On Successfully Gaining No Faith in Oneself
In other words, the rationality of faith depends upon its object, not the faith itself. After all, people have faith in Obama, or Al Gore, or the New York Times, but that is hardly rational. Such a misplaced faith actually shrinks the being and arrests the deepening of one's interior, so one remains a child forever.
In short, be careful what you have faith in, because faith creates an empty space for the Other to operate. And there are some bad otherf*ckers out there in the cosmos who are just waiting to hijack your soul.
Importantly, faith is not necessarily synonymous with "belief," the latter of which may simply be an overly-saturated dogma with no possibility of evolution. In fact, you might say that faith can clear a space for a kind of dynamic unbelief (not disbelief), which in turn makes it possible to possess something deeper and more robust than mere belief.
Here again, I don't have time to dig out exhumeples, but one will find many in the Gospels or Tao Te Ching, e.g., "blessed are the poor in spirit," or "to become full you must become empty," etc. This is why in my own godspiel, I employ the symbols (---) and (o) to signify this dynamic faith, or the silence and openness necessary to receive (↓).
To employ a computer banalogy, you could even say that this is the means through which we download the Word into our flesh, or the ultimate sophware into our hardheart. In turn, this would be how we begin to allow the Cosmic Center to reside in us, out here at the periphery. Then it is just as Paul said: it is longer I who live, but Christ lives in me; and the life which I now live in the flesh I live by faith in the Son of God. Again, perfect nonsense, no?
It is not so much that we become the center of the cosmos, but that we participate in the center. Or, you could say that we are "not two," because for one thing, we are three. Here is how Balthasar describes the satchituation:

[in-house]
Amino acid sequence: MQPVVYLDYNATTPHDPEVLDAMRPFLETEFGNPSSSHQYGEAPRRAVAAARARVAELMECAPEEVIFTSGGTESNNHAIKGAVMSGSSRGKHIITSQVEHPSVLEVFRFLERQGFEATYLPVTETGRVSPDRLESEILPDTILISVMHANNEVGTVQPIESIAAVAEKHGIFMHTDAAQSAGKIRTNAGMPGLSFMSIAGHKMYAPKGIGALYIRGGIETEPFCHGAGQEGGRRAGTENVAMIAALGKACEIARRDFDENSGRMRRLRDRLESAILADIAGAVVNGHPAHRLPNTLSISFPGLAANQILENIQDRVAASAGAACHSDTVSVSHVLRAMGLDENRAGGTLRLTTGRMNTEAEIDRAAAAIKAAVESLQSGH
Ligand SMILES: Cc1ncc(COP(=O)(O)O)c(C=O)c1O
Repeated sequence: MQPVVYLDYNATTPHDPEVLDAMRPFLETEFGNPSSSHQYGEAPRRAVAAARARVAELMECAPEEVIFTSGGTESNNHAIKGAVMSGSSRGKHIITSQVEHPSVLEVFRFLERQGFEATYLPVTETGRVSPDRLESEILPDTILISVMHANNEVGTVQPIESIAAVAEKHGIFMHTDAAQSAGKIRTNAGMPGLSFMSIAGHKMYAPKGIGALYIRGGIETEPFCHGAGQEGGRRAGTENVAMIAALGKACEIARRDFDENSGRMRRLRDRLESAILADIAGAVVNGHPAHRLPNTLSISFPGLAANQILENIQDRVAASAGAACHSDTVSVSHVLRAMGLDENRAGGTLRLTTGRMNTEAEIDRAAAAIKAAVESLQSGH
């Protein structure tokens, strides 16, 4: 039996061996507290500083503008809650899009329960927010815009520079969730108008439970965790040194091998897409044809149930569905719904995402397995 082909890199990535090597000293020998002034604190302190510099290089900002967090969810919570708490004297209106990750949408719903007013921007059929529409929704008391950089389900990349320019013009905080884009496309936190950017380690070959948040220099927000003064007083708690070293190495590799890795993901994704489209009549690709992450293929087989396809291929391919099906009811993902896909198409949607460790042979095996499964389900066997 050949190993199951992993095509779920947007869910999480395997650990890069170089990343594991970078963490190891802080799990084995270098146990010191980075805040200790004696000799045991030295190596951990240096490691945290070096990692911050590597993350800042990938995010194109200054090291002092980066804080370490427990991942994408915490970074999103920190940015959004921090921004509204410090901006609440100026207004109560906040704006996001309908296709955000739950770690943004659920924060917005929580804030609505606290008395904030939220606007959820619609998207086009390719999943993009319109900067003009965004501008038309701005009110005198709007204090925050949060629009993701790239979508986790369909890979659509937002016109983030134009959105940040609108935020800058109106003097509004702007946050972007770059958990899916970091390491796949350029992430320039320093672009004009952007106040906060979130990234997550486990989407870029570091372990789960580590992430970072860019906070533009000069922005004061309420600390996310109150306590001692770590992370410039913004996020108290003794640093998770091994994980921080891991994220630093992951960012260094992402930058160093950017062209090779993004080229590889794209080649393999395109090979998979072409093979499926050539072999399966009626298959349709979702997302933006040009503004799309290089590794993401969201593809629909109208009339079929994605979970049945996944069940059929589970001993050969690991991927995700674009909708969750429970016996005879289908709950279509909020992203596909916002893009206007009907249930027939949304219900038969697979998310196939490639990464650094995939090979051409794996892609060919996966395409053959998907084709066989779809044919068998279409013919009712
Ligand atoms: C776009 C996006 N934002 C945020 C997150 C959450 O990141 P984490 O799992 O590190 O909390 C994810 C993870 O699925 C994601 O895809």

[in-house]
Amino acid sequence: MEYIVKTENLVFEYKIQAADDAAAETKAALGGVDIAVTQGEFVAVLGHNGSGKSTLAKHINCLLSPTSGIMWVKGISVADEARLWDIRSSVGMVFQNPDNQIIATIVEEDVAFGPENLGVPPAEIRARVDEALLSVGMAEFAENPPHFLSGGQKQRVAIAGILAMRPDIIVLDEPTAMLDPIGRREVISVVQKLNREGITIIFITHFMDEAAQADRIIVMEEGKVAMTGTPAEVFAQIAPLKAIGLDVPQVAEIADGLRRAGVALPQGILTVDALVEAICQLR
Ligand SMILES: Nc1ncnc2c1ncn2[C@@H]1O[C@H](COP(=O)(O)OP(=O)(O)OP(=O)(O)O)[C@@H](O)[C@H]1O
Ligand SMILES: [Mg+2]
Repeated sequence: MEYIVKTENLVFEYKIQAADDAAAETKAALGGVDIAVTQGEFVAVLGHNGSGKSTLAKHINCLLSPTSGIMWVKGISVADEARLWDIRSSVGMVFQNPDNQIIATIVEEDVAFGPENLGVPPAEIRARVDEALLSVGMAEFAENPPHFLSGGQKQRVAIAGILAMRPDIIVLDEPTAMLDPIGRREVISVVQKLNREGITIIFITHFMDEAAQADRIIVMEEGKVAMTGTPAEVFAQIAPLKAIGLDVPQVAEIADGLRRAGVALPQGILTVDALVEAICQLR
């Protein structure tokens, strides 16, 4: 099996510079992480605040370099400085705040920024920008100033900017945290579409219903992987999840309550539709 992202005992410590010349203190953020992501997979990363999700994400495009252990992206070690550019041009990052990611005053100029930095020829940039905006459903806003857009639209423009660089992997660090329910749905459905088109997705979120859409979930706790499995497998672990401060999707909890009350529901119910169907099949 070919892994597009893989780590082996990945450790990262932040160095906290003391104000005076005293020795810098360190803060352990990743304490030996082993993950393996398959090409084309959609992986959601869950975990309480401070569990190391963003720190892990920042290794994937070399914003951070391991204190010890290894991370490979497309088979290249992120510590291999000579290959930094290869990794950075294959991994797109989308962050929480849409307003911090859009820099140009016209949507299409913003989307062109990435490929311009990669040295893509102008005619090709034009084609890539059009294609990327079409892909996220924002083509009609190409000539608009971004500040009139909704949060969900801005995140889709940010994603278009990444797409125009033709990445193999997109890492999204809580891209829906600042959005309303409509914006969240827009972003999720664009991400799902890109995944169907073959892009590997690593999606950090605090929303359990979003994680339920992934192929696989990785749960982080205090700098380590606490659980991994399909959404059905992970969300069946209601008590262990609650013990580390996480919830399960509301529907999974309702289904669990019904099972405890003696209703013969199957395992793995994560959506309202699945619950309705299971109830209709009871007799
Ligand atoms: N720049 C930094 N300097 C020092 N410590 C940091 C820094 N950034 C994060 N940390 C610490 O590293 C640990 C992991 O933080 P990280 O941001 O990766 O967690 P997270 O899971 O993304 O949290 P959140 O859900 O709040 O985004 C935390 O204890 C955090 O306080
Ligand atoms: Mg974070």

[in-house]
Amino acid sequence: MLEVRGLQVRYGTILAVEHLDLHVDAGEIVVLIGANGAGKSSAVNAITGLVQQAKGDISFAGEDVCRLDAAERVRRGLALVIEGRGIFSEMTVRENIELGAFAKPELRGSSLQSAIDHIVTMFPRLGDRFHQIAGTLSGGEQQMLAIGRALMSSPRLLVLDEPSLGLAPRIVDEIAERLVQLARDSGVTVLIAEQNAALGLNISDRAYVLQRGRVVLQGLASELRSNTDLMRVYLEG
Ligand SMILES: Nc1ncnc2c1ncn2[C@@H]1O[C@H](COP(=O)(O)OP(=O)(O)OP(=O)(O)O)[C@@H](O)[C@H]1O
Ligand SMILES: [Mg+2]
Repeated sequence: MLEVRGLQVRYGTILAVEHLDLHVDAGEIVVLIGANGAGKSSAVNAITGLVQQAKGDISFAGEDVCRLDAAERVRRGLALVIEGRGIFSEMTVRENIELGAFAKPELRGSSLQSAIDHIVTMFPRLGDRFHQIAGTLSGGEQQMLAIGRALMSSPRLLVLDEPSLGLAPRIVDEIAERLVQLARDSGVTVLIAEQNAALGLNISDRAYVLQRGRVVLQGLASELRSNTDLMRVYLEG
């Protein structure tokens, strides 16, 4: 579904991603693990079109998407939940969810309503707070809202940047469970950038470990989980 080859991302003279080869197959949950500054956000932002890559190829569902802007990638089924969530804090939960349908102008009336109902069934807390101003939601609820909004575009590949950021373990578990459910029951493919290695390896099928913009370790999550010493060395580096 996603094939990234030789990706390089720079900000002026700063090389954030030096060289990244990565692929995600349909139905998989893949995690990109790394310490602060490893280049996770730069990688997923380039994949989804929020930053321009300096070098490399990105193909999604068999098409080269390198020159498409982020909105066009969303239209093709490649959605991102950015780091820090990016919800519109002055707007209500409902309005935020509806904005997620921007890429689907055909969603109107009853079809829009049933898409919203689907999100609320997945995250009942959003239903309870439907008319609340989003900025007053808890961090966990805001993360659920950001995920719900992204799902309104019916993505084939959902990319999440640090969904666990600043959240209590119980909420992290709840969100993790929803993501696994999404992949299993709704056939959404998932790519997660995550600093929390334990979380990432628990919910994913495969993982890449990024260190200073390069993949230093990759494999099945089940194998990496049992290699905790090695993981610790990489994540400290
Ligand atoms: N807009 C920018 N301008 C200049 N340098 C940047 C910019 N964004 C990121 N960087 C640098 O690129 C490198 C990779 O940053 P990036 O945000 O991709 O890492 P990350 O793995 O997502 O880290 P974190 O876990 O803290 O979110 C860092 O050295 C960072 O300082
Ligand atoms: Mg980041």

"God can be known only by God. Faith, along with love and hope, is infused divine life in us, which cannot be detached from God's eternal life, but which draws back and incorporates into this life the creature that has become detached" (emphasis mine). In other words, it is not so much we who are "born again," but God who is born again in the ground of the soul who extends the invitation.
Or, you could say that O is the Great Attractor, and as we participate in this fideal attraction, we are slowly converted into that which attracts us. In ether worlds, we might think we are attracted to God -- which we are -- but that is like saying that the earth is attracted to the sun. In reality, the sun is doing most of the heavy lifting and heavenly gifting.
In the fallen manalysis, "faith" is not even ours. Rather, it belongs to God. This reminds me of how, in reality, the breast does not belong to the mother. Rather, it belongs to the infant. The mother is "responsible" for it, but nevertheless, the infant is enteatled to it. The breast is as much a part of the infant as it is the mother. In fact, more so, since the baby will die without it, whereas the mother can go on living with fake ones.
So, we are responsible for our faith, but it really belongs to God. Again, Balthasar: "As long as he continues to treat 'his faith' as his own possibility, he still does not believe at all, but is perhaps still debating whether he ought to risk the leap of faith."
Only after we have reached the nul de slack of our own (merely) human possibilities -- i.e., spiritual blankruptcy -- can the Divine presence begin to get the upper hand. As Balthasar describes it, realization cannot occur in the believer until it becomes a "real event by his self-abandonment to Jesus Christ, who alone can help his unbelief" (emphasis mine).
Just as we cannot "see" reason, we cannot see faith, because both represent the light by which we see their respective spheres. The faith of the authentic lumen being "can never become objectified," but "shines forth only in the realization of either the act of faith or the act of knowledge when it is objectively oriented."
But here again, just as it is not wholly our faith, neither is it our knowledge -- which is no different than in science, since a scientific truth by definition cannot belong to the individual; rather, if it is true, then it is universal.
Balthasar: "[I]n man's turning to Christ what shines forth is not man's own aptitude for faith, but rather Christ's aptitude to give to the inept a share of his own light and power. The light of being envelops both subject and object, and, in the act of cognition, it becomes the overarching identity between the two."
And here's the money quote: "The light of faith stems from the object which, revealing itself to the subject, draws it out beyond itself into the sphere of the object."
This is how we cross the bridge of darkness to the father shore, and end up out here, floating upstream beyond the subjective horizon in Upper Tonga.